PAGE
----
Png Paul

Discussion in 'Computer Information' started by Robert Baer, Jan 29, 2014.

  1. Robert Baer

    Robert Baer Guest

    If i remember right, you indicated there is a group working on
    Win2000 - to improve and extend it (i think).
    How would i go about supporting that?
    Thanks.
    Robert Baer, Jan 29, 2014
    #1
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  2. Robert Baer

    Paul Guest

    Robert Baer wrote:
    > If i remember right, you indicated there is a group working on Win2000
    > - to improve and extend it (i think).
    > How would i go about supporting that?
    > Thanks.


    I saw something for kernelex for Win2K.

    http://www.msfn.org/board/topic/149233-kernelex-for-win2000/page-3

    References to Kernelex have been removed from Wikipedia (by morons).

    The purpose, would be to add API elements, so more
    modern versions of programs could be added.

    To give an example, when support for Win2K ended, game
    developers started including DirectX materials from
    Microsoft, which caused installation problems (on purpose).
    It was Microsoft's way of causing Win2K users to have
    to upgrade to WinXP. In one case, I followed a simple
    patch with a hex editor, and the game ran just fine after
    the "check for WinXP" was bypasses. That's the kind of
    evil that Microsoft gets up to. I can understand the
    addition of new functionality, that requires new architectural
    features. But Win2K and WinXP are close enough in terms of
    design, that should not be happening. But if the folks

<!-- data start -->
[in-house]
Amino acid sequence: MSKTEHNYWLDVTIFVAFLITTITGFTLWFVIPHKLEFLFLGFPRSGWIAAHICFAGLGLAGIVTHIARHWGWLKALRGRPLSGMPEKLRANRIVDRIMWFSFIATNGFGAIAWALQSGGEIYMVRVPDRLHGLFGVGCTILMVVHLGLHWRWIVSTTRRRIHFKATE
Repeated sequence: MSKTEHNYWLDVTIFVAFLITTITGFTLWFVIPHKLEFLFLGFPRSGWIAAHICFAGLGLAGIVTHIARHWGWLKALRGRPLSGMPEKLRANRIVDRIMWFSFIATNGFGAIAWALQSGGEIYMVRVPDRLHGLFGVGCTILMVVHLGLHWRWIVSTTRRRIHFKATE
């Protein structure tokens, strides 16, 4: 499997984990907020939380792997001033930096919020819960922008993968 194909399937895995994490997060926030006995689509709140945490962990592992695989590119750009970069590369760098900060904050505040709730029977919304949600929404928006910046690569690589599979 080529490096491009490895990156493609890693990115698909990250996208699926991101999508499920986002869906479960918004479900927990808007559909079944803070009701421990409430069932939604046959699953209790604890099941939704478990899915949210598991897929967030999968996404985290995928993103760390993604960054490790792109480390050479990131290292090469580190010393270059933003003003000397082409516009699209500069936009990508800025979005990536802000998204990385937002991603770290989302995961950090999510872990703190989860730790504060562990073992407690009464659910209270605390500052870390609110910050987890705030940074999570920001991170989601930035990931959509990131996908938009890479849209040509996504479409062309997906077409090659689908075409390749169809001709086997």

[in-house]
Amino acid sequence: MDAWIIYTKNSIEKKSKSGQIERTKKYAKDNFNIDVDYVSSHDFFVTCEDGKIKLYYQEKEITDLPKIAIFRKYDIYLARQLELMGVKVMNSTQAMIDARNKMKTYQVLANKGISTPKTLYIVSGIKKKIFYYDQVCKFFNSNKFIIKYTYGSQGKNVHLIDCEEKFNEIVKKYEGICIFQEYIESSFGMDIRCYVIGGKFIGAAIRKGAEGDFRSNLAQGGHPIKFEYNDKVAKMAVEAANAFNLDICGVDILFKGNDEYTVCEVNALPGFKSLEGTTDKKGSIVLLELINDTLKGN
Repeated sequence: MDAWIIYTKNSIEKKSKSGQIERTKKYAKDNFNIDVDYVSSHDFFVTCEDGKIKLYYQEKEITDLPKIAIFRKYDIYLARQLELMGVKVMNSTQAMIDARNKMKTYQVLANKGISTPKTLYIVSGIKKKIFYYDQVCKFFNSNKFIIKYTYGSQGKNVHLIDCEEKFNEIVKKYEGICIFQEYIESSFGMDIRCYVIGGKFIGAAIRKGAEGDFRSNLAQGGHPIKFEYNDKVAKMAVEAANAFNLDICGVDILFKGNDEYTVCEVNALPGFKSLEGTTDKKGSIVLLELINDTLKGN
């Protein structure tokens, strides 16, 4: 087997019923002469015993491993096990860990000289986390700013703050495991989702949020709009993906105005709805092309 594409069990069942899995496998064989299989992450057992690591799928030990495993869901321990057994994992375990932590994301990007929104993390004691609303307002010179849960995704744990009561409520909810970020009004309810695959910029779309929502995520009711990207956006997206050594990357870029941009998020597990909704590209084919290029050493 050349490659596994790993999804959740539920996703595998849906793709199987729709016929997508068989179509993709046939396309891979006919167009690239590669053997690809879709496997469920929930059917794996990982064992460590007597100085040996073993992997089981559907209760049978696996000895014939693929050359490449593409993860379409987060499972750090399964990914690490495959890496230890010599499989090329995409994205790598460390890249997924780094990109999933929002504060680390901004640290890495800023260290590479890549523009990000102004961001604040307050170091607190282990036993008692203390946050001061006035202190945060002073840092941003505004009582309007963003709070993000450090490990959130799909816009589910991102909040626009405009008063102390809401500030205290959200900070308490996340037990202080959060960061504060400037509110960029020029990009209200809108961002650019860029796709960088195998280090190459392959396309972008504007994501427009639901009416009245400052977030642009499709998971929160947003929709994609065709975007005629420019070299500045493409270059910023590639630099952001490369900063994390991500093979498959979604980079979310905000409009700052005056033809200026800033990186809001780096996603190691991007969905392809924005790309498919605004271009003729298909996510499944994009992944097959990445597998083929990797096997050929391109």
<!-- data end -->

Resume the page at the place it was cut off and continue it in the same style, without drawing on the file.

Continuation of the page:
at Microsoft "install a wedge" in their latest software,
    new stuff starts mysteriously failing.

    And that's what I'd hope would be included in a KernelEx.
    Is any API stuff added on purpose to break things. So I wouldn't
    have to patch a game, or work around some artificial check
    that's been added, just to break stuff. The Win2K software
    is already multithreaded and multitasking, so it's just
    as capable as WinXP for the purpose of running programs.

    KernelEx won't fix everything. The author of it, has to be
    content fixing a limited set of subsystems. In a way, it's
    almost as ambitious a problem as creating WINE for Windows.
    And it took a long long time, for that to be viable. The
    person working on KernelEx will have to be content with
    smaller victories, or end up making a full time (non-paying)
    job of it.

    It's like patching cracks in plaster - you never stop.

    Paul
    Paul, Jan 29, 2014
    #2
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  3. Robert Baer

    Robert Baer Guest

    Paul wrote:
    > Robert Baer wrote: